MILAN — The fall 2018 edition of Milano Unica will now be held in July rather than in September 2017, organizers said Monday.
Organizers said that edition of the fair will unite two key events: the main, three-day Milano Unica trade show dedicated to high-end textiles and Milano Unica Prima, the two-day exhibition for pre-collections.
Milano Unica’s president Ercole Botto Poala said the choice was made in “rapid” response to changes affecting the fashion industry. Over the past few months, the industry has been grappling with the see-now-buy-now challenge and the growing pressure to satisfy more urgent commercial requests. In the face of the burgeoning phenomenon, fashion companies here have been reticent to embrace it, saying that true luxury goods take time.
“It won’t be easy for companies to be ready with their collections two months early,” Botto Poala said.
He said one main reason for the move is to better compete with France’s Première Vision Paris fabric fair, normally held after Milano Unica in mid-September. The other primary reason is to give U.S. customers more time to work on their collections. Italian fabric makers will now be pressed to produce the entire collection two months early, as opposed to showing an incomplete pre-collection in July.
“See-now-buy-now means we need to be ready and we are really trying to meet the market’s needs,” Botto Poala said.
Ivan Scalfarotto, undersecretary of the Ministry of Economic Development, said that the government is confident that the calendar change will strengthen Italy’s textile industry.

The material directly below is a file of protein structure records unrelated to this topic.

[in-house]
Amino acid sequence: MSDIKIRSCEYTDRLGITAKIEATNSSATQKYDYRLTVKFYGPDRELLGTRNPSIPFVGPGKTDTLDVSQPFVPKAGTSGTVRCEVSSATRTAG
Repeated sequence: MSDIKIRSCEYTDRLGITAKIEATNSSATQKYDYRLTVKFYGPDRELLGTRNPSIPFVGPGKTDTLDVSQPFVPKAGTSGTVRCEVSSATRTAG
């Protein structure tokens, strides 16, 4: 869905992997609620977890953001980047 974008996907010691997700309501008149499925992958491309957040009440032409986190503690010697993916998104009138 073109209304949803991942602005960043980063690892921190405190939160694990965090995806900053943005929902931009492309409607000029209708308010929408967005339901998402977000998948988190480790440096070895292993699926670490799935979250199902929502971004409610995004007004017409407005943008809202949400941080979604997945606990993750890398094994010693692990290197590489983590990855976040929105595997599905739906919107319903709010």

Revenue for the Italian textile industry fell 0.9 percent to 7.91 billion euros, or $8.8 billion at average exchange, in 2015, with exports registering a drop of 1.4 percent from the previous year, a report compiled by Sistema Moda Italia and Statistics office ISTAT said. In the first half of 2016, industrial production was down 1.6 percent, while exports inched up 0.5 percent.
Since being appointed president last year, Botto Poala, who is also ceo of Reda 1865, has been working on making practical changes to the fair, like exploring the idea of digital partnerships for mills to sell their textiles online.
Earlier this month, Milano Unica registered about 6,000 visitors, which was in line with the same edition a year earlier. The event was held for the first time at the new, more expansive Milan-Rho fairgrounds instead of the traditional venue Fieramilanocity in order to open on the last exhibition day of the Micam and Mipel fairs. There were 442 exhibitors, of which 139 were foreign — 79 from Europe, 39 from Japan and 21 from South Korea.
Under Botto Poala’s leadership, Milano Unica also lent space to the exhibition “Origin Passion and Beliefs,” showcasing high-end finished and semifinished products made by Italian artisans and emerging designers. The showcase is a product of online talent incubator and e-commerce platform Not Just A Label and Fiera di Vicenza SpA.